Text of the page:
One thing I found interesting about this CFN chart is that every SEC team that fired its head coach after the 2017 season saw a significant drop in year-over-year home attendance.
- 80. Florida: minus-1131
- 99. Texas A&M: minus-3115
- 114. Tennessee: minus-5189
- 122. Arkansas: minus-6357
Given the surrounding circumstances, Matt Luke (minus-6279) is probably okay for a couple more years, but I’d say Ed Orgeron (minus-2725) better keep an eye on asses in the seats this year.
Now, if you’re an athletic director, it’s a safe assumption to make that an unattractive product on the field means less fans in the stands. In the short run, a coaching change can’t hurt in that regard (other than the buyout you had to pay) and if you catch lightning in a bottle, so much the better.
It’s also a dodge at concerning yourself with the underlying factors that may also be contributing, though. That’s an uncomfortable thing to consider, because it likely means looking at one key revenue source as causing a problem with another key revenue source.
But the overall drop that should concern everyone last year — and this one isn’t calculated in the NCAA figures — is the falling student attendance. It happened at Texas, and I assume that will change when Tom Herman’s team plays closer to its recruiting rank, but the Longhorns are not alone here. Stories about difficulty in getting students to attend games at previous levels can be found at many large schools, state and private, across the land.
And that’s the one that scares everyone because, frankly, millennials and their behavior scare the hell out of the rest of us. There are essentially four reasons for this, depending upon one’s viewpoint.
They don’t respect the things we honor. They want to change everything we view as traditional or necessary. They want to take our jobs. They’re cutting the darned cords on their cable.
It’s that fourth one that gets the most attention (especially if, full disclosure, one has a connection to ESPN), but I think this attendance discussion touches upon everything but the jobs component of the above.
How can it be hard to get college kids to go to college football games?
I understand some of the reasons that others have listed in the comments section of one of these NCAA attendance stories.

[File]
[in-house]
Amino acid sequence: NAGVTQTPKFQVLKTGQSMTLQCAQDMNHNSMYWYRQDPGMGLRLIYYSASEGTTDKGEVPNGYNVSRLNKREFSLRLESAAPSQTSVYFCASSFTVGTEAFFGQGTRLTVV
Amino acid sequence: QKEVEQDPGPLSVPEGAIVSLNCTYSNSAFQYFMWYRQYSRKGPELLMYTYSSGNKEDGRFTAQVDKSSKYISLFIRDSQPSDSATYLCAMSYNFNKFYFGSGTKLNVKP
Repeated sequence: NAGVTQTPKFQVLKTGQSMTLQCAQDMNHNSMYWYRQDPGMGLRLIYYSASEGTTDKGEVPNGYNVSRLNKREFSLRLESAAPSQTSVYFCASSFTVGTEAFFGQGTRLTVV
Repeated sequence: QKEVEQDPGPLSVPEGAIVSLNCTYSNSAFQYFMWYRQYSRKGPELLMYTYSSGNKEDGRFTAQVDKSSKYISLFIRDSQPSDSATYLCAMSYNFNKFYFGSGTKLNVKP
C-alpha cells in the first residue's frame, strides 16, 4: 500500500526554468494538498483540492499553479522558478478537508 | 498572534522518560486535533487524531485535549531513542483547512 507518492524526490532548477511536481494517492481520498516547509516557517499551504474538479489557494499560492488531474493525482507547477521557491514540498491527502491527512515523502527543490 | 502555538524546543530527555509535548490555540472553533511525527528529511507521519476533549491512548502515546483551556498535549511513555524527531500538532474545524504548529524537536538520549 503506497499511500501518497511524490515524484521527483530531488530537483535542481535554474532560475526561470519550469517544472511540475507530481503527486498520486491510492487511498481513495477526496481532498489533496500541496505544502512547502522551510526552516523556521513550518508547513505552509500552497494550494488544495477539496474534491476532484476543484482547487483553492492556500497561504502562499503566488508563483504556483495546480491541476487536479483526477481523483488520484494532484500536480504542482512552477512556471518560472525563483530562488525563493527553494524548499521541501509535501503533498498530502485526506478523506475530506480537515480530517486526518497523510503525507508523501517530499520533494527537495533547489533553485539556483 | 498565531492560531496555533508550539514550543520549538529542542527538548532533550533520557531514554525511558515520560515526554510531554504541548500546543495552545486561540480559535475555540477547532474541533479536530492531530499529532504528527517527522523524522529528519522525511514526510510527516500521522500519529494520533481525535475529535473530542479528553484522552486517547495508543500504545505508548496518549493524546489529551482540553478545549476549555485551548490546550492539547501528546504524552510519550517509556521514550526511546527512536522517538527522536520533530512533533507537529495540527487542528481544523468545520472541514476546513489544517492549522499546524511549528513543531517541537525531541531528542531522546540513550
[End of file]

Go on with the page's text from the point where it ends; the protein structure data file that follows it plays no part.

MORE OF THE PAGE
Tickets are too expensive.
The games take four hours and, given the burden of working one’s way into and out of parking lots, it’s an all-day commitment.
Since everything is done for TV, kickoff times aren’t even set two weeks before the game.
And then there’s the biggest which is the toughest to address.
It’s just easier to watch on your big screens at home.
We have seen a dramatic and important reversal on this front. A half-century ago television, a relative newcomer on the scene, did its best to recreate the game experience of actually being in the stadium. Today it’s incumbent upon teams in every sport to try to recreate the home viewing experience for those actually in the arena.
It’s remarkable how much effort (and how many millions of dollars) get spent in new buildings on things unrelated to actually seeing the game from your seat. It still stuns me to walk around, say, Globe Life Park and see the number of people busy doing something other than watching the game they have chosen to attend.
The college football experience as I mentioned can be a four-hour ordeal. Longer if Big 12 defenses are involved. The number of kids content to put their phones away, grab a seat and watch each team take 95 snaps from center is minuscule.
I don’t think college football is in danger of losing its entire audience in the near future, or even a sizable portion of it. But the battle to get people into a stadium at a lofty ticket price and keep them engaged is ongoing. TV money may drive all sports leagues and conferences, but no one wants to watch a studio sport. We want to feel like we’re part of that passionate stadium experience even when we don’t want to put up with all that comes with that experience.
I’m not sure I agree with everything there — there are plenty of people who will watch the early slate of bowls, which, from a live attendance standpoint, are essentially studio sports — but that last line is a perfect encapsulation of the dilemma athletic directors everywhere face in an era where broadcast partners call most of the shots. Not only do I think none of them have a real clue about what to do, I don’t think most of them even want to consider the problem. That’s troublesome, because for every program like Georgia that’s seen its fortunes suddenly explode, there are plenty of others that don’t have a reserve of fan enthusiasm like that to tap into. If there’s a growing gap in that regard, only TV is equipped to step into the breach, which will only serve to exacerbate the problem.